Richard Strauss' three-act opera, Die Liebe der Danae, is written to a libretto by Josef Gregor, after an outline by Hugo von Hofmannsthal. Along with Daphne, Die Aegyptische Helena, and Elektra, Die Liebe der Danae belongs to a line of operas in which Strauss dealt with tales from classical antiquity, and especially its compelling female characters. Moving from the successful and poignant story of Daphne, Strauss chose to present the sensual story of Danae, who was confined from human contact by her father, but eventually seduced by the god Zeus, who came to her in a shower of gold. In his version of the story, Hofmannsthal intended to draw parallels between the golden shower of Zeus and the golden touch of the legendary Midas.
In taking up this story, Strauss reminded the librettist Joseph Gregor that he and Hofmannsthal had in mind a German-language equivalent to Offenbach's La belle Hélène, called Danae oder die Vernunftheirat (Danae, or the Marriage of Convenience). Gregor's conception of the plot differed, however, from Hofmannsthal's published scenario, and Strauss rejected several drafts before approving one for Gregor to complete. In working with Gregor, Strauss seemed, at best, uncomfortable, and during this time consulted the conductor Clemens Krauss about the opera. In fact, Strauss continued to solicit Krauss' opinions for almost all of his operatic projects in the coming years.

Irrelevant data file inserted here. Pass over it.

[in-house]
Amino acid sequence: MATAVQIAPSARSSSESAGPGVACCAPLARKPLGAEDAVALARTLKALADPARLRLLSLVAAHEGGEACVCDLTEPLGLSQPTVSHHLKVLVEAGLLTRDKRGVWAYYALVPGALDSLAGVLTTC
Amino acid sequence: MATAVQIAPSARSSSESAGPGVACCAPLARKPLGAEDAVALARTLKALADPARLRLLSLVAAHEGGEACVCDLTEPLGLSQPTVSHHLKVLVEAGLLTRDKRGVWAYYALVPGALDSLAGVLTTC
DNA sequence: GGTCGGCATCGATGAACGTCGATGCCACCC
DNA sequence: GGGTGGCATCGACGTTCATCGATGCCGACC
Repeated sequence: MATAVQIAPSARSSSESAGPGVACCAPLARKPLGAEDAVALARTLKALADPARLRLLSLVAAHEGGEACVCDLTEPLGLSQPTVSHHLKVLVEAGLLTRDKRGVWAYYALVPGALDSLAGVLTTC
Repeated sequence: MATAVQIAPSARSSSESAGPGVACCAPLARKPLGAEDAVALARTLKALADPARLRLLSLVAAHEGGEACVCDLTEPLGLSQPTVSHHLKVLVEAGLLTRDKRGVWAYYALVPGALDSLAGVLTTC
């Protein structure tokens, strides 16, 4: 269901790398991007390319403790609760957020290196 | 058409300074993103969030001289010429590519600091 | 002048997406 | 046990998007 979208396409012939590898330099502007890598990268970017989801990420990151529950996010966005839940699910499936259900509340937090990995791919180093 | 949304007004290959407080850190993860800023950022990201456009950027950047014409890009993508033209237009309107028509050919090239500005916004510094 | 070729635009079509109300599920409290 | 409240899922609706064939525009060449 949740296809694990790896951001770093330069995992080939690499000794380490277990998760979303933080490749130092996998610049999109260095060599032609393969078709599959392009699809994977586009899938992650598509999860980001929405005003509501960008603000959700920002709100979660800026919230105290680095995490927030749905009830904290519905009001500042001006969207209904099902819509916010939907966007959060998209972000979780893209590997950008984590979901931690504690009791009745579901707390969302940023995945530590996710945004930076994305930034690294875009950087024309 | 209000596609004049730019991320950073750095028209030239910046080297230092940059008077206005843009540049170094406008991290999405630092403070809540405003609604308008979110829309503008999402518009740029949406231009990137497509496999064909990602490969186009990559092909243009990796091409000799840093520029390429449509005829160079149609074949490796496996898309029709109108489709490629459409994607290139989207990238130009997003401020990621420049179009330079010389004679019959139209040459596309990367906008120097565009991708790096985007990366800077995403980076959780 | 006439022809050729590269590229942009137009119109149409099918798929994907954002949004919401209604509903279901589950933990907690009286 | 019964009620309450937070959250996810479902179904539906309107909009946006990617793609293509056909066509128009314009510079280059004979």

Rehearsals began for Die Liebe der Danae after the successful premiere of Capriccio, a work Strauss had finished after he completed the score for Die Liebe der Danae. While it was planned that Die Liebe der Danae would open the Salzburg Festival in 1944, the only performance during Strauss's lifetime was an open dress rehearsal on August 16th of that year. Only in 1952 did the work receive its premiere (August 14, at Salzburg).
In style, the work recalls the score of Daphne, but it suffers somewhat in comparison, largely due to the quality of the libretto. The commingling of legends has, perhaps, more academic fascination than dramatic purpose, and the ensuing problems in dramaturgy makes it a difficult work to stage. Nevertheless, Die Liebe der Danae is performed on occasion, and it stands as a testimony to the craftsmanship of Strauss in his later years. The autumnal spirit of the final act serves as homage to Strauss's inspiration in the music of Wagner, since it recalls the character of Wotan in the Ring. At the same time, the final scene is sometimes seen as Strauss's affectionate farewell at the end of his own career.